Donald Trump pounced Wednesday on new revelations about emails sent and received by then-Secretary of State Hillary Clinton’s staff, accusing Clinton of engaging in “pay for play” tactics.

The Republican presidential nominee made the remarks at a campaign stop in southwestern Virginia a day after he stoked widespread criticism when he appeared to encourage gun owners to take action if Clinton is elected president and appoints judges who support gun control. Trump didn’t address that controversy directly on Wednesday, but he accused the press of blowing stories out of proportion and again charged that Second Amendment rights are “under siege.”

Speaking in Abingdon in front of workers in hard hats holding up signs saying “Trump Digs Coal,” Trump slammed his Democratic rival’s use of a private email server when she was the nation’s top diplomat and her shielding of non-work-related emails from public scrutiny. He also sought to draw attention to newly revealed emails involving State Department staffers during Clinton’s tenure at the State Department.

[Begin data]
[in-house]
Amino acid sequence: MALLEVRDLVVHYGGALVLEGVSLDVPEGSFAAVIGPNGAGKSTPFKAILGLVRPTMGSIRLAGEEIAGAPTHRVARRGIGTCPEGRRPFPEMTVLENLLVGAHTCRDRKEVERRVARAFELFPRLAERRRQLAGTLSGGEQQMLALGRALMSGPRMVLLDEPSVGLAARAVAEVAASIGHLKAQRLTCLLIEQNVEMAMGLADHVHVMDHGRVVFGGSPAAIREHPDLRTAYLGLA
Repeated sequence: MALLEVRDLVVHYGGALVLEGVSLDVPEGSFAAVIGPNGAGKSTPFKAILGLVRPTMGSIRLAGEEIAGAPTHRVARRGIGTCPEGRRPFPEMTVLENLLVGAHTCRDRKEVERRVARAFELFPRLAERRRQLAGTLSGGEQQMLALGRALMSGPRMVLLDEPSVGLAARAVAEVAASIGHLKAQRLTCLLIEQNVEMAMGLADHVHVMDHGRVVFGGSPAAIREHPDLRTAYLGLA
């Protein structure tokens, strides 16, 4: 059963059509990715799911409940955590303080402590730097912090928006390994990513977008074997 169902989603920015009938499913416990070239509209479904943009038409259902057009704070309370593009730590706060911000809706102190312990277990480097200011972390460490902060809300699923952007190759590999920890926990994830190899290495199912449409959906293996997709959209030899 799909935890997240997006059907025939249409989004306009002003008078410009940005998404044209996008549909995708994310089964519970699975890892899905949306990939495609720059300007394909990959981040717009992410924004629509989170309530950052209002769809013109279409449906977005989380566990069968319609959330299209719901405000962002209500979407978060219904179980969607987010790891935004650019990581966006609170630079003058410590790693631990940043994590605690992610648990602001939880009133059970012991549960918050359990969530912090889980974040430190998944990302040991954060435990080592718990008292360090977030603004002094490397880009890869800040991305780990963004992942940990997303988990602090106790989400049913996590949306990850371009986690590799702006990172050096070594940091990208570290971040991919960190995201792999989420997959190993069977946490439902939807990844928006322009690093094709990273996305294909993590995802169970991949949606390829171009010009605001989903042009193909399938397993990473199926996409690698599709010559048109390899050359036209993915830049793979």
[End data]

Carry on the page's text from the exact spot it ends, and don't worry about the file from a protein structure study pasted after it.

“A couple of very bad ones came out. And it’s called pay for play. And some of these were really, really bad and illegal,” argued Trump.

On Tuesday, the conservative watchdog group Judicial Watch released some new emails involving Clinton’s staff, including one in which a longtime adviser to Bill Clinton wrote to Clinton’s State Department aides requesting a meeting for a longtime Clinton Foundation donor.

“We need Gilbert Chagoury to speak to the substance person re Lebanon,” Doug Band wrote in the email addressed to Clinton aides Huma Abedin and Cheryl Mills. “As you know he’s a key guy there and to us and is loved in Lebanon. Very imp.”

Abedin responded that she would talk to the recent U.S. ambassador to Lebanon, Jeffrey Feltman, who was then serving as acting assistant secretary of state for Near Eastern Affairs. Feltman said he never connected with the billionaire donor to the foundation.

Polls show Clinton leading Trump in all-important Virginia. To compete, Trump will have to try to run up his margin in the commonwealth’s most conservative enclave


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